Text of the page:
The upside to working from home?
The fact that you can do a load of laundry, braise a pot of lamb shanks in the oven, and crank out a lengthy magazine story simultaneously.
The temptation to snack. After all, food is just too darn convenient when you work just steps from your kitchen.
Fortunately, one of the things I most find myself noshing on are almonds. I often grab a handful to munch just before I hit the computer or the gym. High in fiber and protein, they actually make for a nutritious snack so my pangs of guilt are at least lessened.
That’s what I tell myself, too, when I find myself reaching for another “Cinnamon Almond Wafer.” They’re strewn with almonds, so they must be good for me, even if they’re cookies, right? Uh, huh.
The recipe is from “The Gourmet Cookie Book” (Houghton Mifflin Harcourt), of which I received a copy when it debuted in 2010. These cookies couldn’t be easier to make. They have the tender texture of a rolled-out sugar cookie. But they’re far easier to make because you pat out the dough (no rolling pin needed) and bake it in one big rectangle (no cookie cutters necessary). After pulling the pan out of the oven, you cut the rectangle into wafer-size pieces while still warm.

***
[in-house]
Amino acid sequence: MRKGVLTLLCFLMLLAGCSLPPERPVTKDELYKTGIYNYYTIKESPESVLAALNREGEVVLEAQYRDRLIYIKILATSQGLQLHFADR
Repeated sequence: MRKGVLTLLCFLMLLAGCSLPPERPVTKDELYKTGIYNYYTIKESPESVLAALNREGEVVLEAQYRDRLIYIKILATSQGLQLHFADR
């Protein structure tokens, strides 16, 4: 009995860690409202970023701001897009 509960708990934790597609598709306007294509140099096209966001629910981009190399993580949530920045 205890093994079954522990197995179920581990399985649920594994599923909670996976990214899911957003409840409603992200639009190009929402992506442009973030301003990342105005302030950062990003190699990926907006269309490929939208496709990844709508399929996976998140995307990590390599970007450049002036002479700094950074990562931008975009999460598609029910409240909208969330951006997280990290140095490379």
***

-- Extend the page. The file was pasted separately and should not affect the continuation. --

The cookies are covered in sliced almonds and a profusion of cinnamon sugar. There’s so much cinnamon and almond going on that my husband’s Persian-American colleague said they reminded him of Middle Eastern pastries. I upped the almond factor, too, by adding a dash of almond extract.